People don’t lack time, they lack prioritization. When you talk to regular people, they are always “busy” but then never have any results… year after year after year after year. This is due to a lack of prioritization. If you ask people for investment advice however… they will quickly pitch some sort of investment. Completely ignoring the fact that they aren’t even rich. Ask them for a good tax planner and they won’t know the answer, they also won’t try to BS because they know there is a “right answer” versus an opinion.
So we’re going to address the most common excuse and “life debate” in a single post. Your regular guy will say “oh there is no guarantee of success so better to live it up now”. Then you ask them “Is Budweiser and pizza really living it up?”… Now they get offended. It doesn’t really make any sense so instead we should start with a general life philosophy and work backward to solve for the right answer. Very similar to math class, where the fastest way to learn was getting the answer from the back of the book, figuring out how it worked and ignoring what your teacher was saying (since he/she has to teach to the lowest common denominator in the group).
Life Philosophy: Before you begin to prioritize, you have to come up with a general life philosophy. If you’re reading this blog you’re probably not interested in a lentils and rice diet with a blunt in your hand. Highly unlikely. It is more likely that your “philosophy” is *maximize full potential*. If this is true your priorities should be flipped when compared to the general public.
If we can start there as a basic agreement point then the stages are pretty clear: stage one is wealth accumulation, stage two is protection of health and longevity and stage three is relaxing and paying it “forward” to a younger generation or if you decide to have kids, your kids in that case. As usual, we don’t make any comments on your decision to have kids so stage three could be charity etc.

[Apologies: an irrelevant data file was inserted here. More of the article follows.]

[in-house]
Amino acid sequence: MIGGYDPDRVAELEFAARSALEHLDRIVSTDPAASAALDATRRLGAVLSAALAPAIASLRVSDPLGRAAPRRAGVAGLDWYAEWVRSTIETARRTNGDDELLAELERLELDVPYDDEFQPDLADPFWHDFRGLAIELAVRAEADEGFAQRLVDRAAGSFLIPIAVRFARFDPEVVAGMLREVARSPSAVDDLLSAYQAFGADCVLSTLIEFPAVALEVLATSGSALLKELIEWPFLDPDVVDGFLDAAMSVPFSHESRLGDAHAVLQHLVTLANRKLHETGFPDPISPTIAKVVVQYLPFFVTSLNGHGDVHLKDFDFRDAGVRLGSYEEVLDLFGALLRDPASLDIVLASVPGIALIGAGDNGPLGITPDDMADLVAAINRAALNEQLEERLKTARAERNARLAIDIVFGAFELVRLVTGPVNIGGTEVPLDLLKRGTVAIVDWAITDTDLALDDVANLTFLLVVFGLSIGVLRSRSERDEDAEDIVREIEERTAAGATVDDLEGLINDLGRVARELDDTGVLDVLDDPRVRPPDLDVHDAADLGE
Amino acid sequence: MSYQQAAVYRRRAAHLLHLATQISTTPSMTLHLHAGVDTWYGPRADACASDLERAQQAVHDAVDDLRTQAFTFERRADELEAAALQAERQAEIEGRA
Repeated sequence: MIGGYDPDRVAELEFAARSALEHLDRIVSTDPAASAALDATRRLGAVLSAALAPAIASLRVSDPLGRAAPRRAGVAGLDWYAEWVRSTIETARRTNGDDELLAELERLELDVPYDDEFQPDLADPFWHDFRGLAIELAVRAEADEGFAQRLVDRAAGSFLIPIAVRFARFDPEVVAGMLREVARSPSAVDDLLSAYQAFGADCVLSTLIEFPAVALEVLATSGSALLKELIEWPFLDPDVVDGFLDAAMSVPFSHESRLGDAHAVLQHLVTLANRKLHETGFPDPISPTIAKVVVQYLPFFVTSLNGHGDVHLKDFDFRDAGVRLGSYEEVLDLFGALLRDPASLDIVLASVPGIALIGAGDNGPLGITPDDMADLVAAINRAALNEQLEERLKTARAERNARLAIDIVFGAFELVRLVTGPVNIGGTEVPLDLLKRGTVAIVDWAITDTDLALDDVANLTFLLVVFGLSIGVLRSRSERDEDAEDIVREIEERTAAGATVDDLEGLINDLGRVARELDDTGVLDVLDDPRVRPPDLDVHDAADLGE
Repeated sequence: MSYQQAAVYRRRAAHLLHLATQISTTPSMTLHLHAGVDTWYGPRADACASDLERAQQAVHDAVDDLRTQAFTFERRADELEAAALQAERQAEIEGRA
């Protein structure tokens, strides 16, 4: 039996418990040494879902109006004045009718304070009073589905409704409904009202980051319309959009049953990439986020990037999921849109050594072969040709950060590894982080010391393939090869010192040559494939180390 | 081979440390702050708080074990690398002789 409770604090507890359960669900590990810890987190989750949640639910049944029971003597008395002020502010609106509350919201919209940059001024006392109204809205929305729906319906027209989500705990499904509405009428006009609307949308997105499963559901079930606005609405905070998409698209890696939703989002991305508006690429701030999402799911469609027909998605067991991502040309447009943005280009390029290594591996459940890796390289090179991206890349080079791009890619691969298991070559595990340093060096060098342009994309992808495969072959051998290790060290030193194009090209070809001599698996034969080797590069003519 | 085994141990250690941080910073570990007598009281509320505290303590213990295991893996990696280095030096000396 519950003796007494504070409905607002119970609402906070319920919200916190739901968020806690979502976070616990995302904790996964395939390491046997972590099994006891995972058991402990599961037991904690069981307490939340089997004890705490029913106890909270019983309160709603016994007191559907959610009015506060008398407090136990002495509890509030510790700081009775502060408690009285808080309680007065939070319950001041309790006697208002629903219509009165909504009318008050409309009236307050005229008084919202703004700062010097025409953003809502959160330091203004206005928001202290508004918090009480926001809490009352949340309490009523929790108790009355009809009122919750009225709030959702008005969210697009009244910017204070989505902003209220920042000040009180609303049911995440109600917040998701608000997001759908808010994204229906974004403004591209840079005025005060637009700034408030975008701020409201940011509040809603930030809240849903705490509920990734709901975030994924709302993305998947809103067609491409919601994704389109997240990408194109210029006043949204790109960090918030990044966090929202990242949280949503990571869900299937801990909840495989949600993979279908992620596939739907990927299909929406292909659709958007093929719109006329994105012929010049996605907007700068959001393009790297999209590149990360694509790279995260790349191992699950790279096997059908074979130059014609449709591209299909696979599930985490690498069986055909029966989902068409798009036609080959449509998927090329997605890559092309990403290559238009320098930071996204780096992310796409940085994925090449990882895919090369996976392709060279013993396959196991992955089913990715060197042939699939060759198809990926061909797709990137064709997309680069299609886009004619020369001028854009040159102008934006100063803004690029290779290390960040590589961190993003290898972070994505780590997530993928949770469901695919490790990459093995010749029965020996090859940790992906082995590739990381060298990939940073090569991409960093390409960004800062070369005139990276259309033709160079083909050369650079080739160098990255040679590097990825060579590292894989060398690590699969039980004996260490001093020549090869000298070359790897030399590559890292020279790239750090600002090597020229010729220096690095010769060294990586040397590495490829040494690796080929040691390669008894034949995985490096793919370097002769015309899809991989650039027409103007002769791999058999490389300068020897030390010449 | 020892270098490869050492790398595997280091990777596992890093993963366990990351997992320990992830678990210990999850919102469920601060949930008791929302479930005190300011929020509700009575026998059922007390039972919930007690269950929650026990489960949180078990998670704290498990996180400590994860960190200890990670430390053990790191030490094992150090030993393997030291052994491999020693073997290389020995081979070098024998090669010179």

Stage 1 – Building a Foundation: One of the funniest arguments we get on this blog is “you don’t get to have a lot of fun from age 20-25”. Instead of debating the exact time frame, the philosophy is actually more extreme than that. “As long as you’re broke how is it possible to actually have fun spending money?“
That last part needs a lot of emphasis. If you’re broke how is it even possible to have fun? Do people really enjoy eating fast food and getting high on the beach knowing that it might cause them to save $0 in the month? This doesn’t sound like fun at all. This actually sounds very stressful. Why would spending everything you make be enjoyable when you know that it’s going to put you into an unstable financial position. This is one where we still have a hard time understanding the other views from regular people. Working two jobs or working longer hours initially isn’t stressful because you know it’s pushing you into the right direction. Doing drugs and drinking to lose all productivity the next day when you’ve got nothing sounds incredibly stressful.
What is a Good Foundation? A good foundation is pretty simple, you have enough money to last you about 10 years (only covering your basic needs, food, housing, electricity and your cell phone bill – ie. any recurring costs). Until then how is it fundamentally possible to spend money on things that don’t generate returns. Even worse are the people who have a good year then spend $40,000-60,000 on some new car, setting them back a year at minimum. It just doesn’t make sense. Sure it’s not physically possible to have zero social interactions while you’re building a foundation, but the amount should be severely limited since you can’t really enjoy the going out process in the first place.